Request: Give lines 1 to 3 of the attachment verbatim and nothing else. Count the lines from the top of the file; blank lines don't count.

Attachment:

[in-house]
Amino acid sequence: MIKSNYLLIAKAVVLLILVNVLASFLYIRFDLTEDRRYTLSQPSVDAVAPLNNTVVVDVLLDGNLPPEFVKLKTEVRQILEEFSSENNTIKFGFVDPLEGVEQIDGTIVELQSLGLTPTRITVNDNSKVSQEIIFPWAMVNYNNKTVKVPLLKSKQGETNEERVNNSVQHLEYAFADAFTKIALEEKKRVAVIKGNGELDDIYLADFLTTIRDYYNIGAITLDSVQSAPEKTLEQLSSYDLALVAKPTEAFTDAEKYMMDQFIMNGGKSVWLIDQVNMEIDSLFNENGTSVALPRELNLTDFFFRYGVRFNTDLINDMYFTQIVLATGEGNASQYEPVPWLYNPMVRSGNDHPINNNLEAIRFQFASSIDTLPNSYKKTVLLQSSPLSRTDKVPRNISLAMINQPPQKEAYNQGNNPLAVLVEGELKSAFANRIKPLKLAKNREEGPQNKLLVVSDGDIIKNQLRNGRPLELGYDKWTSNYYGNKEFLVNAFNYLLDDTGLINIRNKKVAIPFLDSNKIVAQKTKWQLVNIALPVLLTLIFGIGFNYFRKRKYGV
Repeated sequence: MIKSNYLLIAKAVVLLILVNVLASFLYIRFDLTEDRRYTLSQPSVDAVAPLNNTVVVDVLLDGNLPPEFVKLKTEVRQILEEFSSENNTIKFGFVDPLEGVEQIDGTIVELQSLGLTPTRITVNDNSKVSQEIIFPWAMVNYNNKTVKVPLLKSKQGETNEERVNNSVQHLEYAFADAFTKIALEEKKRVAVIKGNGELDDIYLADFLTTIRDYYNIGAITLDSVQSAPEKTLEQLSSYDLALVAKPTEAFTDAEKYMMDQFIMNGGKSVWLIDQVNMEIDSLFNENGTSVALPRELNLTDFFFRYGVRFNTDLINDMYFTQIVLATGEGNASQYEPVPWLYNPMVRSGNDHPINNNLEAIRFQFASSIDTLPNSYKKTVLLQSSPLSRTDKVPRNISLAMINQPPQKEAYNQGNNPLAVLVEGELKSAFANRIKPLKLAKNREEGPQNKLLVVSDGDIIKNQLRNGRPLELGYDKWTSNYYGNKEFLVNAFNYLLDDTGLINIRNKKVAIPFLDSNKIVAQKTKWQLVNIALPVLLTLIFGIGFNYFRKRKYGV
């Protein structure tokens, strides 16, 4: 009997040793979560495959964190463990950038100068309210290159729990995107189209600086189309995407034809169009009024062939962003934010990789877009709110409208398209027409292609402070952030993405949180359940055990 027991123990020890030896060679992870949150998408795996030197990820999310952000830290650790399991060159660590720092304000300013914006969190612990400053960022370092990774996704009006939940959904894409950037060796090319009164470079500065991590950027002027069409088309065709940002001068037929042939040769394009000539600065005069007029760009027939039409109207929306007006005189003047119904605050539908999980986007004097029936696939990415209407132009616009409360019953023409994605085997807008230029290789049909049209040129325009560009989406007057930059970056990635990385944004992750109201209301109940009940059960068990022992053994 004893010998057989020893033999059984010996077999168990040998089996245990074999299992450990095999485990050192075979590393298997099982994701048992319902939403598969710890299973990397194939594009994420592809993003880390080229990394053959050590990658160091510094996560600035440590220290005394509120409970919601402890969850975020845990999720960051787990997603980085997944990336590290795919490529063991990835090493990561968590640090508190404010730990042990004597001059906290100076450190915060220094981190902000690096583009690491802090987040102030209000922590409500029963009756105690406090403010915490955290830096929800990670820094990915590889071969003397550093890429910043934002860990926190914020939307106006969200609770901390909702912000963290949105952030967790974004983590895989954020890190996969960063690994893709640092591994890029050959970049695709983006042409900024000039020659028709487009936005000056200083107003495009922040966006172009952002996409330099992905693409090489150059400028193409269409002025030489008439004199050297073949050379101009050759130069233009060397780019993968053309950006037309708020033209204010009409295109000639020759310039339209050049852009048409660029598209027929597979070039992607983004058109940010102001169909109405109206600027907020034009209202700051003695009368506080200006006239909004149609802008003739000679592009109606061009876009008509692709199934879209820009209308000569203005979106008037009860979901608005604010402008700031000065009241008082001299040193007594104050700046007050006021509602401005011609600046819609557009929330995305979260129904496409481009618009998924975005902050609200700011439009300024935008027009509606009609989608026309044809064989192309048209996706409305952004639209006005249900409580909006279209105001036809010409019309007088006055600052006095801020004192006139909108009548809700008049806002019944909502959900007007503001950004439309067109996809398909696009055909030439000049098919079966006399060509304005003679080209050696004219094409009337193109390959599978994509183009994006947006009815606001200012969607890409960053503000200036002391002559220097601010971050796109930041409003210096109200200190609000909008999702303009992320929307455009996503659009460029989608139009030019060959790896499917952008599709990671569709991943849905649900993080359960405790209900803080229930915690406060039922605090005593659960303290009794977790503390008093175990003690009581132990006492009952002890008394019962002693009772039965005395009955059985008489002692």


[in-house]
Amino acid sequence: MIKSNYLLIAKAVVLLILVNVLASFLYIRFDLTEDRRYTLSQPSVDAVAPLNNTVVVDVLLDGNLPPEFVKLKTEVRQILEEFSSENNTIKFGFVDPLEGVEQIDGTIVELQSLGLTPTRITVNDNSKVSQEIIFPWAMVNYNNKTVKVPLLKSKQGETNEERVNNSVQHLEYAFADAFTKIALEEKKRVAVIKGNGELDDIYLADFLTTIRDYYNIGAITLDSVQSAPEKTLEQLSSYDLALVAKPTEAFTDAEKYMMDQFIMNGGKSVWLIDQVNMEIDSLFNENGTSVALPRELNLTDFFFRYGVRFNTDLINDMYFTQIVLATGEGNASQYEPVPWLYNPMVRSGNDHPINNNLEAIRFQFASSIDTLPNSYKKTVLLQSSPLSRTDKVPRNISLAMINQPPQKEAYNQGNNPLAVLVEGELKSAFANRIKPLKLAKNREEGPQNKLLVVSDGDIIKNQLRNGRPLELGYDKWTSNYYGNKEFLVNAFNYLLDDTGLINIRNKKVAIPFLDSNKIVAQKTKWQLVNIALPVLLTLIFGIGFNYFRKRKYGV
Repeated sequence: MIKSNYLLIAKAVVLLILVNVLASFLYIRFDLTEDRRYTLSQPSVDAVAPLNNTVVVDVLLDGNLPPEFVKLKTEVRQILEEFSSENNTIKFGFVDPLEGVEQIDGTIVELQSLGLTPTRITVNDNSKVSQEIIFPWAMVNYNNKTVKVPLLKSKQGETNEERVNNSVQHLEYAFADAFTKIALEEKKRVAVIKGNGELDDIYLADFLTTIRDYYNIGAITLDSVQSAPEKTLEQLSSYDLALVAKPTEAFTDAEKYMMDQFIMNGGKSVWLIDQVNMEIDSLFNENGTSVALPRELNLTDFFFRYGVRFNTDLINDMYFTQIVLATGEGNASQYEPVPWLYNPMVRSGNDHPINNNLEAIRFQFASSIDTLPNSYKKTVLLQSSPLSRTDKVPRNISLAMINQPPQKEAYNQGNNPLAVLVEGELKSAFANRIKPLKLAKNREEGPQNKLLVVSDGDIIKNQLRNGRPLELGYDKWTSNYYGNKEFLVNAFNYLLDDTGLINIRNKKVAIPFLDSNKIVAQKTKWQLVNIALPVLLTLIFGIGFNYFRKRKYGV